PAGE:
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April 9, 2014

Jonathan Tobin: Why Did Kerry Lie About Israeli Blame?

Samuel G. Freedman: A resolution 70 years later for a father's unsettling legacy of ashes from Dachau

Jessica Ivins: A resolution 70 years later for a father's unsettling legacy of ashes from Dachau

Kim Giles: Asking for help is not weakness

Kathy Kristof and Barbara Hoch Marcus: 7 Great Growth Israeli Stocks

Matthew Mientka: How Beans, Peas, And Chickpeas Cleanse Bad Cholesterol and Lowers Risk of Heart Disease

Sabrina Bachai: 5 At-Home Treatments For Headaches

The Kosher Gourmet by Daniel Neman Have yourself a matzo ball: The secrets bubby never told you and recipes she could have never imagined

April 8, 2014

Lori Nawyn: At Your Wit's End and Back: Finding Peace

Susan B. Garland and Rachel L. Sheedy: Strategies Married Couples Can Use to Boost Benefits

David Muhlbaum: Smart Tax Deductions Non-Itemizers Can Claim

Jill Weisenberger, M.S., R.D.N., C.D.E : Before You Lose Your Mental Edge

Dana Dovey: Coffee Drinkers Rejoice! Your Cup Of Joe Can Prevent Death From Liver Disease

Chris Weller: Electric 'Thinking Cap' Puts Your Brain Power Into High Gear

The Kosher Gourmet by Marlene Parrish A gift of hazelnuts keeps giving --- for a variety of nutty recipes: Entree, side, soup, dessert

April 4, 2014

Rabbi David Gutterman: The Word for Nothing Means Everything

Charles Krauthammer: Kerry's folly, Chapter 3

Amy Peterson: A life of love: How to build lasting relationships with your children

John Ericson: Older Women: Save Your Heart, Prevent Stroke Don't Drink Diet

John Ericson: Why 50 million Americans will still have spring allergies after taking meds

Cameron Huddleston: Best and Worst Buys of April 2014

Stacy Rapacon: Great Mutual Funds for Young Investors

Sarah Boesveld: Teacher keeps promise to mail thousands of former students letters written by their past selves

The Kosher Gourmet by Sharon Thompson Anyone can make a salad, you say. But can they make a great salad? (SECRETS, TESTED TECHNIQUES + 4 RECIPES, INCLUDING DRESSINGS)

April 2, 2014

Paul Greenberg: Death and joy in the spring

Dan Barry: Should South Carolina Jews be forced to maintain this chimney built by Germans serving the Nazis?

Mayra Bitsko: Save me! An alien took over my child's personality

Frank Clayton: Get happy: 20 scientifically proven happiness activities

Susan Scutti: It's Genetic! Obesity and the 'Carb Breakdown' Gene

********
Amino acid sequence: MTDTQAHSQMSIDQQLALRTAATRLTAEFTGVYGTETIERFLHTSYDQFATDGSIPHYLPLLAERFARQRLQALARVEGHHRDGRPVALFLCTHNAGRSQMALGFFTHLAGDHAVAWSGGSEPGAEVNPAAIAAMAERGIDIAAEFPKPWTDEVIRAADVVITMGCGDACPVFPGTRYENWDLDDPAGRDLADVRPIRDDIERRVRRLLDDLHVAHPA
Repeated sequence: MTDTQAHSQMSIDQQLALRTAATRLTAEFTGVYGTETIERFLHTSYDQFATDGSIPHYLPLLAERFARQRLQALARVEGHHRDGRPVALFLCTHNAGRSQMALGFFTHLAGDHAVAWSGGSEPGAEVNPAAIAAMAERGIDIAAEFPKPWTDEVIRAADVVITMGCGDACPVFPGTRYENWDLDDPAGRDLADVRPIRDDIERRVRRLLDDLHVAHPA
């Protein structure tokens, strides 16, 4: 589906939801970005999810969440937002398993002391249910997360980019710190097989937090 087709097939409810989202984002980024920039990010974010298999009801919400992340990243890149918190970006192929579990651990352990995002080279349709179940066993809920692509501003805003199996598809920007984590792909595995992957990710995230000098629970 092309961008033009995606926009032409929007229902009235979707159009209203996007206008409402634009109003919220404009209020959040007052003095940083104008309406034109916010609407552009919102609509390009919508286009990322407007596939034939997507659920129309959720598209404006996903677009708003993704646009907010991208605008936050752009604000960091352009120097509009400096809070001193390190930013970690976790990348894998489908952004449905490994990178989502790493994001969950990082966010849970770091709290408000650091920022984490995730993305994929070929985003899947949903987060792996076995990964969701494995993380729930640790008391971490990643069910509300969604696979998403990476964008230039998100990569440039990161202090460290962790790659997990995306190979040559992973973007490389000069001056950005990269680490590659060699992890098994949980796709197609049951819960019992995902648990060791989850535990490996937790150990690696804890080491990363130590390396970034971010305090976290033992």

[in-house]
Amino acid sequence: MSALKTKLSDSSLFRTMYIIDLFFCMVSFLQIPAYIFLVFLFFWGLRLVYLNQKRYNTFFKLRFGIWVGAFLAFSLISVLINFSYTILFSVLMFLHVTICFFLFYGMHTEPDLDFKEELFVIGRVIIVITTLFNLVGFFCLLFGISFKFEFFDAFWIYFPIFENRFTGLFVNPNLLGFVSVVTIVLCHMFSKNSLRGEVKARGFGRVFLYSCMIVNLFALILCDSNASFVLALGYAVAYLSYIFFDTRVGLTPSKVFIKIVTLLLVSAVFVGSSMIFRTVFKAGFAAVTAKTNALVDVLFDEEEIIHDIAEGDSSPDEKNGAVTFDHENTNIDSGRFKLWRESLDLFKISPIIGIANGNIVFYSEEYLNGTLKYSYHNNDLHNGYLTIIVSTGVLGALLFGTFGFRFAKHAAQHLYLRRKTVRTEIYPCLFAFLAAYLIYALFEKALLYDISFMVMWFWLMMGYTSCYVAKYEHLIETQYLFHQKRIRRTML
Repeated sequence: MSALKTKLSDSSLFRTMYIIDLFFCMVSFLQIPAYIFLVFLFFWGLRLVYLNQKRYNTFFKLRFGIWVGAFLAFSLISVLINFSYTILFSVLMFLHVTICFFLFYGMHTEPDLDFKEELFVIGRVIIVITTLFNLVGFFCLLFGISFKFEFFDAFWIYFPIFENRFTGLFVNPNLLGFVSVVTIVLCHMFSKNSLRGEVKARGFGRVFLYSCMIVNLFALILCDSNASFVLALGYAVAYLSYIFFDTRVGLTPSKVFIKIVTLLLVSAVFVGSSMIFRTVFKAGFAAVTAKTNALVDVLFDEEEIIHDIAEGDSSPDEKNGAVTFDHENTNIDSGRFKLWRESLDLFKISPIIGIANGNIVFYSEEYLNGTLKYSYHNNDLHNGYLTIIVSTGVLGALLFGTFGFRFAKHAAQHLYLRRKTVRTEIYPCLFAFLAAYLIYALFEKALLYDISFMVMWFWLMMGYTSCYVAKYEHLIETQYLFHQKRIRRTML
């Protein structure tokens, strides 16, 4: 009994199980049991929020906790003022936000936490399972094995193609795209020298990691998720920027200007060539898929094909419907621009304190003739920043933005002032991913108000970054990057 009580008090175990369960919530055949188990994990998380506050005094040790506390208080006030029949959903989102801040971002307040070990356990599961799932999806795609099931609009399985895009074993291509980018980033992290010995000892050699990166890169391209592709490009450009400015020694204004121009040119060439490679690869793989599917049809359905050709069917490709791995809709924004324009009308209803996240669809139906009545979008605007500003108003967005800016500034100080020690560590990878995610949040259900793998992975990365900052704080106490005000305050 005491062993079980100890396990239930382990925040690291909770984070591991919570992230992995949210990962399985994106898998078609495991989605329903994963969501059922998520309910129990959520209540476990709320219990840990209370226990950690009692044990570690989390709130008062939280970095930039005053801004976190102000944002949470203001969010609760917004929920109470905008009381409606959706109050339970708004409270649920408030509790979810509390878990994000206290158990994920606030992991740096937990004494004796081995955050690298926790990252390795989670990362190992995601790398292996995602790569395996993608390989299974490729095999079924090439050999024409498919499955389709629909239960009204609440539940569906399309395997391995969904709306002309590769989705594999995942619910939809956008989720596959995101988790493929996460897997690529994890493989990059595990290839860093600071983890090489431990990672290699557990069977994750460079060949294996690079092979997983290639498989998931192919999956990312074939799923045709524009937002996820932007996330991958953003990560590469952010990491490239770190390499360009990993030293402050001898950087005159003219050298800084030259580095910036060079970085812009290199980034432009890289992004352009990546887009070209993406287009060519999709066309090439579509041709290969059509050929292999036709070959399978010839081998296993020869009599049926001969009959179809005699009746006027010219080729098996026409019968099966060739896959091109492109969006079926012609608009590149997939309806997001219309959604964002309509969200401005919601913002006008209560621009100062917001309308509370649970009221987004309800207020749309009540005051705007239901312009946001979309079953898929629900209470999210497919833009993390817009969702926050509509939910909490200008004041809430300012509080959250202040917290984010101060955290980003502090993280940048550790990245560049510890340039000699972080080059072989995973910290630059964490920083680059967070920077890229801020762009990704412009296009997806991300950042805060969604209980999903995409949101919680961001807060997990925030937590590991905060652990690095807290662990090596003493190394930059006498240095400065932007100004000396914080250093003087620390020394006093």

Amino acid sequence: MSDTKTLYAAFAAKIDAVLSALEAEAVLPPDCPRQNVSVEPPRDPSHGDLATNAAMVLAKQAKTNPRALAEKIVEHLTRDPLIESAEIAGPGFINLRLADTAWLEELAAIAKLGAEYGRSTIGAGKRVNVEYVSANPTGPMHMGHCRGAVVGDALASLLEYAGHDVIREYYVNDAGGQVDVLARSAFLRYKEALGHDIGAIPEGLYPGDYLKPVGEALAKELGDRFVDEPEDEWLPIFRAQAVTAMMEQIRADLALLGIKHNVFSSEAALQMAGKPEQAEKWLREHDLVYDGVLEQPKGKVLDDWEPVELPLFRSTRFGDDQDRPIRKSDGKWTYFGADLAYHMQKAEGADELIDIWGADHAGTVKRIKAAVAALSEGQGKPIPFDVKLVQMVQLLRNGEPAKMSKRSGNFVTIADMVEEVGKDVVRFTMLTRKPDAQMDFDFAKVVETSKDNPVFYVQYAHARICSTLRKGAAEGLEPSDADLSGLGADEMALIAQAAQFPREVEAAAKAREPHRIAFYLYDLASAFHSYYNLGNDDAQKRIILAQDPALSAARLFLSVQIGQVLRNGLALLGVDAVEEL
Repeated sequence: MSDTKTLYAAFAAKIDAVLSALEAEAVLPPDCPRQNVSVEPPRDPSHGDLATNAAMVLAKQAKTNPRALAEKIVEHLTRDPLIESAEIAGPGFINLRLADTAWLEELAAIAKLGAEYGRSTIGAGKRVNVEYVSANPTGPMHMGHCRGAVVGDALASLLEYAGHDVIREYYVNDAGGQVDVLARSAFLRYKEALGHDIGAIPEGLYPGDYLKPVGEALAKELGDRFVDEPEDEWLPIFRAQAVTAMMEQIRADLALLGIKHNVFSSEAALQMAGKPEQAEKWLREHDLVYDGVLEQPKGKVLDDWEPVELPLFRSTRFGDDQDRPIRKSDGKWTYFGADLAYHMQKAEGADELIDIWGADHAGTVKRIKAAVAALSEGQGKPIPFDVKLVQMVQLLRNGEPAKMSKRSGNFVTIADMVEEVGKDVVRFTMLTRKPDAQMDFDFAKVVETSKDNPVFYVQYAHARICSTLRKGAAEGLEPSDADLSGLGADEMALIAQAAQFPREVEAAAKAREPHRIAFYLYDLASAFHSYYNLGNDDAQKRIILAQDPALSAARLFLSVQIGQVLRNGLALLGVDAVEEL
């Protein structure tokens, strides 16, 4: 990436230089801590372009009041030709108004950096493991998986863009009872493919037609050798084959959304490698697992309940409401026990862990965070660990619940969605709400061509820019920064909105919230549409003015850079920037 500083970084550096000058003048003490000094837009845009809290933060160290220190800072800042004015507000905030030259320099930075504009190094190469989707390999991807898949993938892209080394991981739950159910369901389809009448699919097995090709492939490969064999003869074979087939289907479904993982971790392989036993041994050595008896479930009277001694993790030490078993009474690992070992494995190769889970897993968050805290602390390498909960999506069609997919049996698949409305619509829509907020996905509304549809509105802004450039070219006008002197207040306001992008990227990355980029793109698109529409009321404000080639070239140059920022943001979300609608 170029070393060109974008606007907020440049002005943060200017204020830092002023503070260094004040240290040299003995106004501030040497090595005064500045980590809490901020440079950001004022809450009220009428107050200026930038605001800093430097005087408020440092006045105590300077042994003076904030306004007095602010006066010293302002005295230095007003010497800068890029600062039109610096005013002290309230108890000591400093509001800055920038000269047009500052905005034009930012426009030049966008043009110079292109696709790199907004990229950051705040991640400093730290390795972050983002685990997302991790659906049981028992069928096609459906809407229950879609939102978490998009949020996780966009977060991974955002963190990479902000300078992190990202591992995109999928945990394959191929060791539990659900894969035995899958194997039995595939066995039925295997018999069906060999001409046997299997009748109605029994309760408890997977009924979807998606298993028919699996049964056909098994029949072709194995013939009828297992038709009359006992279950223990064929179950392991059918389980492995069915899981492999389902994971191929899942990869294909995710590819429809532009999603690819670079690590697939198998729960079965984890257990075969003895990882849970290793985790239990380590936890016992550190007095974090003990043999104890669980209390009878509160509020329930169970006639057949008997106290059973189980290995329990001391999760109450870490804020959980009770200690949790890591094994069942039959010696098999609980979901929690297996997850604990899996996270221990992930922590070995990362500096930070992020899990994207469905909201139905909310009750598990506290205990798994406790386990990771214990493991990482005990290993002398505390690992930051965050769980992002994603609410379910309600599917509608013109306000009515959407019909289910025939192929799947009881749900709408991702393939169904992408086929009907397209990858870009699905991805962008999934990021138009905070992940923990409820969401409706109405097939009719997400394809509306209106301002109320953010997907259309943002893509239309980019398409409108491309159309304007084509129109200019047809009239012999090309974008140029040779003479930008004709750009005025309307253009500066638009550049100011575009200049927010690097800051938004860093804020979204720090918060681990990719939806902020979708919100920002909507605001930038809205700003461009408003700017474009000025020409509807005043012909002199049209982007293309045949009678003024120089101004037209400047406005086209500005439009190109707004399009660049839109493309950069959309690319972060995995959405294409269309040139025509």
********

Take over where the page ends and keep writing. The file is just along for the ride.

Lecia Bushak: Why Hand Sanitizer May Actually Harm Your Health

Stacy Rapacon: Great Funds You Can Own for $500 or Less

Cameron Huddleston: 7 Ways to Save on Home Decor

The Kosher Gourmet by Steve Petusevsky Exploring ingredients as edible-stuffed containers (TWO RECIPES + TIPS & TECHINQUES)

Jewish World Review Dec. 21, 2007 / 11 Teves 5768

Destroying CIA tapes deserves a thank you

By Linda Chavez


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http://www.JewishWorldReview.com | His name isn't yet familiar to most Americans, but I expect it will be by the end of 2008: Jose A. Rodriguez Jr. He is the man, according to recent press reports, who ordered the destruction of interrogation tapes made by the CIA, which allegedly show the effects of waterboarding and other "enhanced interrogation techniques" used against terrorists Abu Zubaydah and Abd al-Rahim al-Nashiri. In the next few months, his name will likely be dragged through the mud, and he will be vilified as a rogue official engaged in a massive cover-up. I think he deserves a medal.


According to information that has already leaked out about the investigations into the CIA tapes, Rodriguez, who was head of the agency's clandestine operations at the time, made the decision to destroy the videos in November 2005. The tapes themselves were made in 2002, just months after the United States experienced the most devastating foreign attack against American civilians in our nation's history.


Looking back, it's very easy to condemn the extraordinary measures our government took to try to save lives in the wake of 9/11. And, of course, the media and members of Congress have perfect 20/20 hindsight, but the rest of us should show a little restraint when it comes to judging past decisions in light of contemporary misgivings.